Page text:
The three subunits of the nascent polypeptide associated complex (α, β1, β3,) in Saccharomyces cerevisiae are encoded by three genes (EGD2, EGD1, BTT1). We found the complex bound to ribosomes via the β-subunits in a salt-sensitive manner, in close proximity to nascent polypeptides. Estimation of the molecular weight of the complex of wild-type cells and cells lacking one or two subunits revealed that the composition of the complex is variable and that as yet unknown proteins might be included. Regardless of the variability, a certain balance of the subunits has to be maintained: the deletion of one subunit causes downregulation of the remaining subunits at physiological growth temperature. Cells lacking both β-subunits are unable to grow at 37°C, most likely due to a toxic effect of the α-subunit. Based on in vitro experiments, it has been proposed that the function of mammalian nascent-polypeptide associated complexes (NAC) is to prevent inappropriate targeting of non-secretory nascent polypeptides. In vivo, however, the lack of NAC does not cause secretion of signal-less invertase in yeast. This result and the lack of a drastic phenotype of cells missing one, two or three subunits at optimal conditions (28°C, YPD-medium) suggest either the existence of a substitute for NAC or that cells tolerate or 'repair' the damage caused by the absence of NAC.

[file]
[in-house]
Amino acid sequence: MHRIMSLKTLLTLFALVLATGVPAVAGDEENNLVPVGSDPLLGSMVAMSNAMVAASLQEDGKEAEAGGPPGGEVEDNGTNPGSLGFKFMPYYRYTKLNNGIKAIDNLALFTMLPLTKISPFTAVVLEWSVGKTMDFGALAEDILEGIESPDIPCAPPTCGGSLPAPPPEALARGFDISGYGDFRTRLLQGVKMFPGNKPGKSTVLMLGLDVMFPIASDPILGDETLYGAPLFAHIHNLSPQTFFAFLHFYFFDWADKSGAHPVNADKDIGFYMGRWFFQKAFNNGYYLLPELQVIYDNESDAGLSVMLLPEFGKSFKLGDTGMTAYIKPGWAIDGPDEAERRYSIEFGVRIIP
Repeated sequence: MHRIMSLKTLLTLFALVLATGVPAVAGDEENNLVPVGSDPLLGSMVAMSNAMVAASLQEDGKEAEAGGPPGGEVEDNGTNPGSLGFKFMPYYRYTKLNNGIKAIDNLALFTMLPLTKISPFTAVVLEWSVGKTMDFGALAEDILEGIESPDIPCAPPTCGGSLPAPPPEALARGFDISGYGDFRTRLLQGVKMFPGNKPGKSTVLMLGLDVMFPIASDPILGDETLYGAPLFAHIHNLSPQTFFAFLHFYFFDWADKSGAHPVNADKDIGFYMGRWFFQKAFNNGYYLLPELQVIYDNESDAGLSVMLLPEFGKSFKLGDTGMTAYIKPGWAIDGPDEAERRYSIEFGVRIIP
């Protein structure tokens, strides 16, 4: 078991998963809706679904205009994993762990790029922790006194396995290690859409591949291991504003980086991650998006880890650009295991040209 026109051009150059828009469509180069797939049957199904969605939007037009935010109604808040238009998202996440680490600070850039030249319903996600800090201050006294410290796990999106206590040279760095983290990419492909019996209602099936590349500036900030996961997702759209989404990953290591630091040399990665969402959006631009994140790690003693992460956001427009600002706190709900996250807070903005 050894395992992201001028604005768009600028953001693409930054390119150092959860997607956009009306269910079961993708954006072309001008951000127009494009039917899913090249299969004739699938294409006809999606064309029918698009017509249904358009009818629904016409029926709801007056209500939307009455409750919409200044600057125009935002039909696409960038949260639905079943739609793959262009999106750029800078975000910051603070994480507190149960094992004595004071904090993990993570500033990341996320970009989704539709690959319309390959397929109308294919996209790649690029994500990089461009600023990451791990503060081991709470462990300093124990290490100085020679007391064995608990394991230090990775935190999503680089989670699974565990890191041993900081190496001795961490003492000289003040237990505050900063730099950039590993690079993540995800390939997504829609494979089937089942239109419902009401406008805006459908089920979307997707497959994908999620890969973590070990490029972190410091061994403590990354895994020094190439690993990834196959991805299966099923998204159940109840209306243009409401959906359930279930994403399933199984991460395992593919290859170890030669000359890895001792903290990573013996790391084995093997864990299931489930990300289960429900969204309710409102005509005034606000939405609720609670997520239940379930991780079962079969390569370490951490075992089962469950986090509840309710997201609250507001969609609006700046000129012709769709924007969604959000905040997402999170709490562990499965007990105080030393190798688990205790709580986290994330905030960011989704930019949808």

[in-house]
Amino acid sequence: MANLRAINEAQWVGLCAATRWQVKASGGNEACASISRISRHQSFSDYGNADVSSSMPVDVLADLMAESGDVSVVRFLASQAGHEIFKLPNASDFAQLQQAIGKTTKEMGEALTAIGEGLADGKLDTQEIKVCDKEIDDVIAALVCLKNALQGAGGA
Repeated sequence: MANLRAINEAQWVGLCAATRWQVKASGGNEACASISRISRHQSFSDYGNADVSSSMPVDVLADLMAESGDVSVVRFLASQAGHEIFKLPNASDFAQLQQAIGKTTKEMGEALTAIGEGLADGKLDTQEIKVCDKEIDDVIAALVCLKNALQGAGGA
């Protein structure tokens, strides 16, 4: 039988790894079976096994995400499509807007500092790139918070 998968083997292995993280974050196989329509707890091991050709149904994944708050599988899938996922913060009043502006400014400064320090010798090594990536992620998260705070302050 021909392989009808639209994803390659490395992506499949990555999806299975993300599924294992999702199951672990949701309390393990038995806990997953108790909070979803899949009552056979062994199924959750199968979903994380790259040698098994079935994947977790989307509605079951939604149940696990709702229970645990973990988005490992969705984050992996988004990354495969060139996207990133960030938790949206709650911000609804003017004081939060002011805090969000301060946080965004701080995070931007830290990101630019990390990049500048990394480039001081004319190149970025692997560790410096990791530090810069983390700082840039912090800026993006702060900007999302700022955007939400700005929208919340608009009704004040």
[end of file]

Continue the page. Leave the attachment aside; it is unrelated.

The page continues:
|Number of pages||11|
|Publication status||Published - 30.03.1999|